Lord, You know everything, You know that I love You,
Jesus had to make clear to him the implications, and insist on the prompt and full observance, of those words, for we are told that:
After signifying by what kind of death Peter would glorify God, Jesus said to him, ‘Follow Me.’ ..... Peter turned and saw the disciple whom Jesus loved following them; ... (and) he said to Jesus, ‘Lord, what about him?’ Jesus said, ’If it is My will that he remain until I come, what is that to you? Follow Me.’
Nevertheless, there are other scholars who see in Jesus’ three-fold questioning of Peter a then recognized Oriental social procedure used before witnesses when conferring and confirming a ‘legal’ right that is, one fully approved and binding, on someone:
Feed My lambs; tend My sheep; feed My sheep.
Most probably, therefore, we have a remarkable instance of Jesus’ great and most compassionate wisdom: He wipes out the memory – in Peter’s own mind and in the minds of the other apostles – of Peter’s moment of weakness and shame and, at the same time, quite dramatically and most emphatically establishes him as head of His nascent Church in accordance with His Father’s manifest will.
Now there are also, in our Gospel reading, revealing words of Jesus relating to Peter’s future crucifixion:
Amen, amen, I say to you, when you were younger you used to dress yourself and go where you wanted; but when you grow old, you will stretch out your hands, and someone else will dress you and lead you where you do not want to go.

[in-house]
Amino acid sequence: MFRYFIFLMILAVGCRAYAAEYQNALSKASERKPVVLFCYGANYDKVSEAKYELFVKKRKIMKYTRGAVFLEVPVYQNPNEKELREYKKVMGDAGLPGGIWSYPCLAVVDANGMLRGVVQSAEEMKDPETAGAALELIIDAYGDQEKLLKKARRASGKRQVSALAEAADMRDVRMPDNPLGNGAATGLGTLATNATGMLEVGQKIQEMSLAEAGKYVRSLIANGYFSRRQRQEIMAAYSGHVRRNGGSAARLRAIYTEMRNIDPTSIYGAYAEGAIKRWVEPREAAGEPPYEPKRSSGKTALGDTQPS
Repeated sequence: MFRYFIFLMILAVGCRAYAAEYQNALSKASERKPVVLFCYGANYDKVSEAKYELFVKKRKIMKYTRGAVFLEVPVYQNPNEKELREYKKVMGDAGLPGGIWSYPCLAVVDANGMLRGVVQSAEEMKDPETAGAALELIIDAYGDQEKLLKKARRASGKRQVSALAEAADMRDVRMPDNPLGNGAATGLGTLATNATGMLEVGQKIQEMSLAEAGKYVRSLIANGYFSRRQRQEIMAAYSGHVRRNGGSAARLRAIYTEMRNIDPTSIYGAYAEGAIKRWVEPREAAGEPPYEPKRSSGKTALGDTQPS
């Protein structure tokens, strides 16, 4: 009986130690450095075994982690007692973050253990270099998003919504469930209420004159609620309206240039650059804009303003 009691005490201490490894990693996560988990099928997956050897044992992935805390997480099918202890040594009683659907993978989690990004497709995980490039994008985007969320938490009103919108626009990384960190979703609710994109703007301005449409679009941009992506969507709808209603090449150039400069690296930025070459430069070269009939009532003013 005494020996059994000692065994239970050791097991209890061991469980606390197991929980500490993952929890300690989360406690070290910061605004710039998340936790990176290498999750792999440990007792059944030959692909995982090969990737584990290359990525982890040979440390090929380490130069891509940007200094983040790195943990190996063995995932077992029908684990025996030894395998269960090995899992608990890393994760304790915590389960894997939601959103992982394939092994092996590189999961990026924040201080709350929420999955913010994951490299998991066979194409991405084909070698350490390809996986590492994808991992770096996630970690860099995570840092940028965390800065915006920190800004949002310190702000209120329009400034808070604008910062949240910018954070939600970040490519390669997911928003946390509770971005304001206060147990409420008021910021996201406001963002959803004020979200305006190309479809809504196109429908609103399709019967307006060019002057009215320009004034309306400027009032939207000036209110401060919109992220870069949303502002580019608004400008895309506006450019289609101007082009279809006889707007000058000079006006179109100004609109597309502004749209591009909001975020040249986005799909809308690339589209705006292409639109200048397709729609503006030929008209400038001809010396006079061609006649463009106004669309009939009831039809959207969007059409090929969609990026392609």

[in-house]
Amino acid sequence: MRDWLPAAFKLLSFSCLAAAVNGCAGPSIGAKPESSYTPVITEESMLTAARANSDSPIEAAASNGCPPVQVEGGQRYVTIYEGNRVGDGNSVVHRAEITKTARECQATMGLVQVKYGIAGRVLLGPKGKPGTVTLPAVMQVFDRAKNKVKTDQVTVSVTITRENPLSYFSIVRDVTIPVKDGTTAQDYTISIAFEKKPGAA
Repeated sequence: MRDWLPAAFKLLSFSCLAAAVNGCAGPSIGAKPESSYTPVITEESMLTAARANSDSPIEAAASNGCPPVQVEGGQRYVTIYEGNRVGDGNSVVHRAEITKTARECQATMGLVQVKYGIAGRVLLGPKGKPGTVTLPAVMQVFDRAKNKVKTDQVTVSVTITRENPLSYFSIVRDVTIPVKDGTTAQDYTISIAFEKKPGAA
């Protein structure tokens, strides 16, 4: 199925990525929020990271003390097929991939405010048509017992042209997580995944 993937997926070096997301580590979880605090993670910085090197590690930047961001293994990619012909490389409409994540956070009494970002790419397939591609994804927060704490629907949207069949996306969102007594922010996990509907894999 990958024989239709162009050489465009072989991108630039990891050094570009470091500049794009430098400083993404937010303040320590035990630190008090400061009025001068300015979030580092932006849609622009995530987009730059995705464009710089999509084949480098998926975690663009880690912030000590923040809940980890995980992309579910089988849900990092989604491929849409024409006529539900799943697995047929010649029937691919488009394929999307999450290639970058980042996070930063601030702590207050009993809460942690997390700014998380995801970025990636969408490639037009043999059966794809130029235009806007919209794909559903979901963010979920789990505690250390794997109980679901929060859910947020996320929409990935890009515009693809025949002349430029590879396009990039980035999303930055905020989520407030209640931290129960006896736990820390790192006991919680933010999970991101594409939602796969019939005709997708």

Jesus is there speaking the truth concerning Peter facing up to his death after years of labour and suffering for Jesus and the Church. Many modern Catholics and Christians, however, are neither so truthful to themselves, understanding of others, or simple before God. As moderns they are complicated by far too much self-love and fear of what people might think; and, augmenting such natural tendencies and frailties, they may also have yielded far too much to the requirements of political correctness ... which all inevitably leads to a frequently observable and widespread tendency to pretence in matters of religious devotion. Few would be willing to acknowledge in themselves the truth of Jesus’ words about Peter not wanting to go to his death for Jesus.
At this juncture, however, we should recognize that there is no question of Jesus implying that Peter would refuse to face up to his future crucifixion, only that Peter would not want to go; and, in that regard, we should recall that John tells us that:
Jesus said this signifying by what kind of death he (Peter) WOULD GLORIFY GOD.